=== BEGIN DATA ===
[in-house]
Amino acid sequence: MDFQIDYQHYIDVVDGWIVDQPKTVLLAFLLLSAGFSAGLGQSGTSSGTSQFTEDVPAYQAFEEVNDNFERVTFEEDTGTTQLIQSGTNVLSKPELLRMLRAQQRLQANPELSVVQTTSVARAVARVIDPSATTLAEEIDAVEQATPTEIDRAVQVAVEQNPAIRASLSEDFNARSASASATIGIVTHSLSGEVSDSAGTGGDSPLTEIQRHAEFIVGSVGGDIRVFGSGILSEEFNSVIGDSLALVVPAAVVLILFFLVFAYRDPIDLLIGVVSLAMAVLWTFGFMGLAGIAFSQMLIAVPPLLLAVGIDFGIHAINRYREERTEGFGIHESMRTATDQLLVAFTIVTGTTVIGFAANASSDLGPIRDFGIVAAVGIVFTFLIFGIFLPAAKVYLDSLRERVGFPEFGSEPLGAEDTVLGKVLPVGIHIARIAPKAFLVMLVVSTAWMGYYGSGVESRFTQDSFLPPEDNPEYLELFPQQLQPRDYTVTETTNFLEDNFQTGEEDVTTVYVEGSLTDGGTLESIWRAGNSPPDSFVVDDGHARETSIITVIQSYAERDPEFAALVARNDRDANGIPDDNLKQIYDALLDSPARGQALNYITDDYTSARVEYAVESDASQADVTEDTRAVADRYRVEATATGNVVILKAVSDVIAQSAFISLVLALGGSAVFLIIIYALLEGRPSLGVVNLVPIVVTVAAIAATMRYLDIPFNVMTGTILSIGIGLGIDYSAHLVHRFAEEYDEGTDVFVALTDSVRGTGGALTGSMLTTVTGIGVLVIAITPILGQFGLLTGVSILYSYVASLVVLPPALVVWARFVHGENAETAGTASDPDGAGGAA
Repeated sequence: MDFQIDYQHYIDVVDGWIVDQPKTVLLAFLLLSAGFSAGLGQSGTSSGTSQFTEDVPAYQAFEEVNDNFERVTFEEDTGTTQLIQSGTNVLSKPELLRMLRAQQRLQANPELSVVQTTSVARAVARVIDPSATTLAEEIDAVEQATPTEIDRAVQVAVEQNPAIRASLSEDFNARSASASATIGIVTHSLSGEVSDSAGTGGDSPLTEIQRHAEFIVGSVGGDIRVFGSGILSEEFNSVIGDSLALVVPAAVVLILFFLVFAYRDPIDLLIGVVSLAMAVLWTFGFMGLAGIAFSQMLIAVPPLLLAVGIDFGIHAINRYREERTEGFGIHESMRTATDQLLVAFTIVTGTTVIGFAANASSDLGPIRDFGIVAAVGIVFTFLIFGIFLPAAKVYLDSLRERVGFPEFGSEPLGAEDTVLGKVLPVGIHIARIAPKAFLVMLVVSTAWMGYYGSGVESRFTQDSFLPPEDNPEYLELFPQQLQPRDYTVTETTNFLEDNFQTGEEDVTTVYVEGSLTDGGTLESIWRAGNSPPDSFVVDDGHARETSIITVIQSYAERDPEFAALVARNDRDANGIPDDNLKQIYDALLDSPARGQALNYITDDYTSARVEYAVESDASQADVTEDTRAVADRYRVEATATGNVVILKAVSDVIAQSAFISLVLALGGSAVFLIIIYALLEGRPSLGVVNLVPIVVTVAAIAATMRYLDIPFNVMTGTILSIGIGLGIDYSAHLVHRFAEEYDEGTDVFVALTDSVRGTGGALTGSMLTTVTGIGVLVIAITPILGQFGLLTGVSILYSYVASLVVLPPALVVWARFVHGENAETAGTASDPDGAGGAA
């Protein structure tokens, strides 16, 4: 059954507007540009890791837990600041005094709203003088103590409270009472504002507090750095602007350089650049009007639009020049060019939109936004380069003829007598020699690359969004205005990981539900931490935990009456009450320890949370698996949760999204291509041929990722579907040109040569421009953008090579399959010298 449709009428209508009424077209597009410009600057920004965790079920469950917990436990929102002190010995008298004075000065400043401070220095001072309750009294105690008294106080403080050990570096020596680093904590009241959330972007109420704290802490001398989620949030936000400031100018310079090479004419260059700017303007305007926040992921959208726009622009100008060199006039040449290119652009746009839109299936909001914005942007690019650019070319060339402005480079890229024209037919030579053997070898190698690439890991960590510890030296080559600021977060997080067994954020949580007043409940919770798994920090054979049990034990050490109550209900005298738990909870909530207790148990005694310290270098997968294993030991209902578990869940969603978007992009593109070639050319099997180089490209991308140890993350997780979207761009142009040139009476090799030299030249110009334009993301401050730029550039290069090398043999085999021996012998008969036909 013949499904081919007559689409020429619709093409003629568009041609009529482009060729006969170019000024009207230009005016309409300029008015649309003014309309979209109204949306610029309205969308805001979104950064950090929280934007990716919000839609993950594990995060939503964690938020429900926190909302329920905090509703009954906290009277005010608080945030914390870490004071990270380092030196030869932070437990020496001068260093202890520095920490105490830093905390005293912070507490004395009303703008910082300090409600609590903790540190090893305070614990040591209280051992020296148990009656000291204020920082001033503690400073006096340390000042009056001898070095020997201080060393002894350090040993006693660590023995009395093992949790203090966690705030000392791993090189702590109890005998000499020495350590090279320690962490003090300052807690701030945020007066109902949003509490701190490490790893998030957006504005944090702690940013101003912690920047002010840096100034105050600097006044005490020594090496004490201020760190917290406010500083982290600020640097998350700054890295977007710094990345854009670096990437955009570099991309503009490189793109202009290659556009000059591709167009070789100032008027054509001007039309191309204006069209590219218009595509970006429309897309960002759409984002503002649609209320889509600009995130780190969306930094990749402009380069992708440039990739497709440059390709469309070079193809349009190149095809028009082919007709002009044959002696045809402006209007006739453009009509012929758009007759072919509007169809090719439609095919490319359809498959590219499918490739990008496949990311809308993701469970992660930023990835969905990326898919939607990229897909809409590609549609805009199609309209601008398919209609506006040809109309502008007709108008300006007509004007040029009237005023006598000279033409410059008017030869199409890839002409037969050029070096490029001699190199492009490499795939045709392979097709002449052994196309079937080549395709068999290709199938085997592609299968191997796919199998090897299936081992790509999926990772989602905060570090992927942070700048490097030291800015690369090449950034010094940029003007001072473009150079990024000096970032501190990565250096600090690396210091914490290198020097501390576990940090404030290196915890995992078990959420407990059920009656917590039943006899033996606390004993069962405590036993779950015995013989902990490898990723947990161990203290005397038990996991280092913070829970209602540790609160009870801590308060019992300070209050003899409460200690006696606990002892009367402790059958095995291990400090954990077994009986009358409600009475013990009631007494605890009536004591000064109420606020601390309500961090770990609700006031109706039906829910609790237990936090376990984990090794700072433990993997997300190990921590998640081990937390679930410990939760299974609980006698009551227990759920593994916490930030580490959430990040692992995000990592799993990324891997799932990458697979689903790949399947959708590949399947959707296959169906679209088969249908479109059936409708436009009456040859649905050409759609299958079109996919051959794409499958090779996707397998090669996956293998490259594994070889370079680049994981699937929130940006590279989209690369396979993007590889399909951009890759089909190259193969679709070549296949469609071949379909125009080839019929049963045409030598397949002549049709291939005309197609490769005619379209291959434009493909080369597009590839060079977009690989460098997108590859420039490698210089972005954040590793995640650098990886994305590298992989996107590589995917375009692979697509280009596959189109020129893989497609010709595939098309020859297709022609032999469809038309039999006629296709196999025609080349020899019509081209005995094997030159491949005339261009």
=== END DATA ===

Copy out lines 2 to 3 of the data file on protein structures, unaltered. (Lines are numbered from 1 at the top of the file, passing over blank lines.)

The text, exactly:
Amino acid sequence: MDFQIDYQHYIDVVDGWIVDQPKTVLLAFLLLSAGFSAGLGQSGTSSGTSQFTEDVPAYQAFEEVNDNFERVTFEEDTGTTQLIQSGTNVLSKPELLRMLRAQQRLQANPELSVVQTTSVARAVARVIDPSATTLAEEIDAVEQATPTEIDRAVQVAVEQNPAIRASLSEDFNARSASASATIGIVTHSLSGEVSDSAGTGGDSPLTEIQRHAEFIVGSVGGDIRVFGSGILSEEFNSVIGDSLALVVPAAVVLILFFLVFAYRDPIDLLIGVVSLAMAVLWTFGFMGLAGIAFSQMLIAVPPLLLAVGIDFGIHAINRYREERTEGFGIHESMRTATDQLLVAFTIVTGTTVIGFAANASSDLGPIRDFGIVAAVGIVFTFLIFGIFLPAAKVYLDSLRERVGFPEFGSEPLGAEDTVLGKVLPVGIHIARIAPKAFLVMLVVSTAWMGYYGSGVESRFTQDSFLPPEDNPEYLELFPQQLQPRDYTVTETTNFLEDNFQTGEEDVTTVYVEGSLTDGGTLESIWRAGNSPPDSFVVDDGHARETSIITVIQSYAERDPEFAALVARNDRDANGIPDDNLKQIYDALLDSPARGQALNYITDDYTSARVEYAVESDASQADVTEDTRAVADRYRVEATATGNVVILKAVSDVIAQSAFISLVLALGGSAVFLIIIYALLEGRPSLGVVNLVPIVVTVAAIAATMRYLDIPFNVMTGTILSIGIGLGIDYSAHLVHRFAEEYDEGTDVFVALTDSVRGTGGALTGSMLTTVTGIGVLVIAITPILGQFGLLTGVSILYSYVASLVVLPPALVVWARFVHGENAETAGTASDPDGAGGAA
Repeated sequence: MDFQIDYQHYIDVVDGWIVDQPKTVLLAFLLLSAGFSAGLGQSGTSSGTSQFTEDVPAYQAFEEVNDNFERVTFEEDTGTTQLIQSGTNVLSKPELLRMLRAQQRLQANPELSVVQTTSVARAVARVIDPSATTLAEEIDAVEQATPTEIDRAVQVAVEQNPAIRASLSEDFNARSASASATIGIVTHSLSGEVSDSAGTGGDSPLTEIQRHAEFIVGSVGGDIRVFGSGILSEEFNSVIGDSLALVVPAAVVLILFFLVFAYRDPIDLLIGVVSLAMAVLWTFGFMGLAGIAFSQMLIAVPPLLLAVGIDFGIHAINRYREERTEGFGIHESMRTATDQLLVAFTIVTGTTVIGFAANASSDLGPIRDFGIVAAVGIVFTFLIFGIFLPAAKVYLDSLRERVGFPEFGSEPLGAEDTVLGKVLPVGIHIARIAPKAFLVMLVVSTAWMGYYGSGVESRFTQDSFLPPEDNPEYLELFPQQLQPRDYTVTETTNFLEDNFQTGEEDVTTVYVEGSLTDGGTLESIWRAGNSPPDSFVVDDGHARETSIITVIQSYAERDPEFAALVARNDRDANGIPDDNLKQIYDALLDSPARGQALNYITDDYTSARVEYAVESDASQADVTEDTRAVADRYRVEATATGNVVILKAVSDVIAQSAFISLVLALGGSAVFLIIIYALLEGRPSLGVVNLVPIVVTVAAIAATMRYLDIPFNVMTGTILSIGIGLGIDYSAHLVHRFAEEYDEGTDVFVALTDSVRGTGGALTGSMLTTVTGIGVLVIAITPILGQFGLLTGVSILYSYVASLVVLPPALVVWARFVHGENAETAGTASDPDGAGGAA